A Lack of Focus or Distractions: The Short-Term Memory Conundrum

An interesting study about short-term memory issues that crop up with normal aging may have uncovered a new culprit: An inability to filter out surrounding distractions, rather than a lack of focus.

Researchers at the University of California, Berkeley, used functional magnetic resonance imaging (fMRI) to compare the brains of young adults (ages 19-30) with seniors (ages 60-77) during a simple memory test that incorporated irrelevant information.

Younger patients were easily able to suppress brain activity that creates distractions, while seniors on average were unable to do so. Interestingly, six of the older patients had no problems with short-term memory or ignoring information irrelevant to the test, suggesting some can avoid memory loss altogether as they age.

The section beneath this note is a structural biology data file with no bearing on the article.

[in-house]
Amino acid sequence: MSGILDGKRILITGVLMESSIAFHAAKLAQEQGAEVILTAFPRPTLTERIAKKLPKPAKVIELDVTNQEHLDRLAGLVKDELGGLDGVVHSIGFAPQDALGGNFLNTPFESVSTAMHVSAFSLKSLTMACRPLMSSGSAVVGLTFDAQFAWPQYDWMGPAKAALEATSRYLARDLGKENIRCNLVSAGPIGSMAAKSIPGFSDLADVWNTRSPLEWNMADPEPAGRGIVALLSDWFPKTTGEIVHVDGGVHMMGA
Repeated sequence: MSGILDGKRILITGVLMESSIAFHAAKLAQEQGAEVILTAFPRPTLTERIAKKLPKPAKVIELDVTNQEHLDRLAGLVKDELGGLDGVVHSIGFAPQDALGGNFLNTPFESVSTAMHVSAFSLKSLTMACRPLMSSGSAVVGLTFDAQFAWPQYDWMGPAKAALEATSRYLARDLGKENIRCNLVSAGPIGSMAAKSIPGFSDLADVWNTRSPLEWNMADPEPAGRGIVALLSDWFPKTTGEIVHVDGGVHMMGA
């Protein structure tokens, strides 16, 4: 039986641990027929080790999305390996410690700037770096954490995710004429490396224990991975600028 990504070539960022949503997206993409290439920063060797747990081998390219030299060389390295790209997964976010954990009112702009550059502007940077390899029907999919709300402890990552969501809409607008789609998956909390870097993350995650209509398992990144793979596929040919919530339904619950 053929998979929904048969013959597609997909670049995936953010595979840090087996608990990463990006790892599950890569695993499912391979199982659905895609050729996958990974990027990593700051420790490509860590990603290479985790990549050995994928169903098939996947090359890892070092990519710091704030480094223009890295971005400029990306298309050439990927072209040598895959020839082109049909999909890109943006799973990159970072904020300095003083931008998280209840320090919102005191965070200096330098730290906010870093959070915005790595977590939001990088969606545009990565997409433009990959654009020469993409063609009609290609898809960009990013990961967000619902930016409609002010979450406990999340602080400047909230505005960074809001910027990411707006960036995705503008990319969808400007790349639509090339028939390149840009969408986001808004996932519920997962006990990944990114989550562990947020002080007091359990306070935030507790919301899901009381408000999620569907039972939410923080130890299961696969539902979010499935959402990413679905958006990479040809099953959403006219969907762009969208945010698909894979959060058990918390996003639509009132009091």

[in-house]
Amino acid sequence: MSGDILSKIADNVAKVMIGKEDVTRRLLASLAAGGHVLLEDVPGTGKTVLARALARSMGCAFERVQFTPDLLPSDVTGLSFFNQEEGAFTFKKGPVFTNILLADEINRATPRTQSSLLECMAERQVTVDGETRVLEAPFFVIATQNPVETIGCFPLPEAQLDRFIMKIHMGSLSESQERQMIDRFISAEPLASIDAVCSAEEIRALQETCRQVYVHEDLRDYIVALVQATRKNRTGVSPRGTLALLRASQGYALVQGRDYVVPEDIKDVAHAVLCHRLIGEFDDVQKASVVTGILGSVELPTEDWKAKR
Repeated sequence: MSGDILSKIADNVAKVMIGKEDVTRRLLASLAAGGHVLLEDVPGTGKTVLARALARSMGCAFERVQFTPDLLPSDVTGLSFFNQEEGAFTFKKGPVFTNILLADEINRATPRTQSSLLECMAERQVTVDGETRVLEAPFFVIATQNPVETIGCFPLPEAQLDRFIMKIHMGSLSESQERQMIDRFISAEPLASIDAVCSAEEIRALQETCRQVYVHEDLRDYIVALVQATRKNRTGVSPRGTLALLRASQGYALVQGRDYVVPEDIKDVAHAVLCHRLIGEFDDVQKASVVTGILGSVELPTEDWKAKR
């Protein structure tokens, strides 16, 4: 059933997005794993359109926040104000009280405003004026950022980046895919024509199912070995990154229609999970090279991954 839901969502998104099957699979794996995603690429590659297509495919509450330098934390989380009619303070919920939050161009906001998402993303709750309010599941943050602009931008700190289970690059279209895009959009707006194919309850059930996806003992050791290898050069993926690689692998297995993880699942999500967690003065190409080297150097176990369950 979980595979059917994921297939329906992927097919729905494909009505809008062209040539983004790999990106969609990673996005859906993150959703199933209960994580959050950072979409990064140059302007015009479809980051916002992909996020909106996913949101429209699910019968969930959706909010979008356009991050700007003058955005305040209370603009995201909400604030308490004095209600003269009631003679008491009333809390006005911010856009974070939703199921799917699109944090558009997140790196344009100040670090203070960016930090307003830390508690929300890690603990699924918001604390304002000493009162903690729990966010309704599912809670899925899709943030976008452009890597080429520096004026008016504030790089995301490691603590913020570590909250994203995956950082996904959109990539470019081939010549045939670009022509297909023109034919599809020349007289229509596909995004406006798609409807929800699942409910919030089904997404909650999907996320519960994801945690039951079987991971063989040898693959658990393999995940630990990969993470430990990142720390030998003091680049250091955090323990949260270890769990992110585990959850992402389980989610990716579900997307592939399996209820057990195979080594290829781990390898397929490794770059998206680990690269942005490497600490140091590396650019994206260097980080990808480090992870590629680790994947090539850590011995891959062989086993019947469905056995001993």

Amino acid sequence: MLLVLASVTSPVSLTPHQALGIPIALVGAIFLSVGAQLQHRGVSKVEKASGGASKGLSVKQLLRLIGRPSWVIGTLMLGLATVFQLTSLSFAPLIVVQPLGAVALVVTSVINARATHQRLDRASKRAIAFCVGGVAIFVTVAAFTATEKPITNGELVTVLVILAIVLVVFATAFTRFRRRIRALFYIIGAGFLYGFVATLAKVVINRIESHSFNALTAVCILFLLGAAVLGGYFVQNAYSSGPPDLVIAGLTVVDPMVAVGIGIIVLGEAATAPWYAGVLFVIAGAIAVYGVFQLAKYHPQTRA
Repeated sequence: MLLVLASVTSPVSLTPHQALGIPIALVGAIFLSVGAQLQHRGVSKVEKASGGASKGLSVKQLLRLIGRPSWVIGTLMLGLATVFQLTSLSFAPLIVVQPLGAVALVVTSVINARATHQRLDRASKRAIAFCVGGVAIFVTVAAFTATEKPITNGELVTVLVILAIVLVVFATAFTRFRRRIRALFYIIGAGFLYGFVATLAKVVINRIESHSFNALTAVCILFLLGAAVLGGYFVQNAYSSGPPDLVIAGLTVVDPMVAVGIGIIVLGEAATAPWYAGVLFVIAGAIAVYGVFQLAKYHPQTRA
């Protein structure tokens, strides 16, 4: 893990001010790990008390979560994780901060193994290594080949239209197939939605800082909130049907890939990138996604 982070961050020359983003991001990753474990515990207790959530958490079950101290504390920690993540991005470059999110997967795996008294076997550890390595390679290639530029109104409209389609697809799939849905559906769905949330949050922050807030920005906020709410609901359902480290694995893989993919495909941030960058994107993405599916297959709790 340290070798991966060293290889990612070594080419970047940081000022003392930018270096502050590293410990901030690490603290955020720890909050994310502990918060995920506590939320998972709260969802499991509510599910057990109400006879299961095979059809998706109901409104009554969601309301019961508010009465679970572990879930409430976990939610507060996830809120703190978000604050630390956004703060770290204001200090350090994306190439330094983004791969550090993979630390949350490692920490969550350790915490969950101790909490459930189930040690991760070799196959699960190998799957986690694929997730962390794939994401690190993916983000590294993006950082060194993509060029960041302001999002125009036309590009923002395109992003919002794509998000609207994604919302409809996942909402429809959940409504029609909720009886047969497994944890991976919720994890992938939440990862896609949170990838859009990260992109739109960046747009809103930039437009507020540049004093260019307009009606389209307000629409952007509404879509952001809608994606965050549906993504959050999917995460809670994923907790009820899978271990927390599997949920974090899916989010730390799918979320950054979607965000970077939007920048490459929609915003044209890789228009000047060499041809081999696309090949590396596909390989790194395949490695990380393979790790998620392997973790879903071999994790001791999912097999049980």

Makes you wonder if those seniors who possessed optimal memory skills are following many of the safe and natural guidelines I recommend to prevent Alzheimer's disease. Here's a few definitely worth considering:

EurekAlert September 11, 2005

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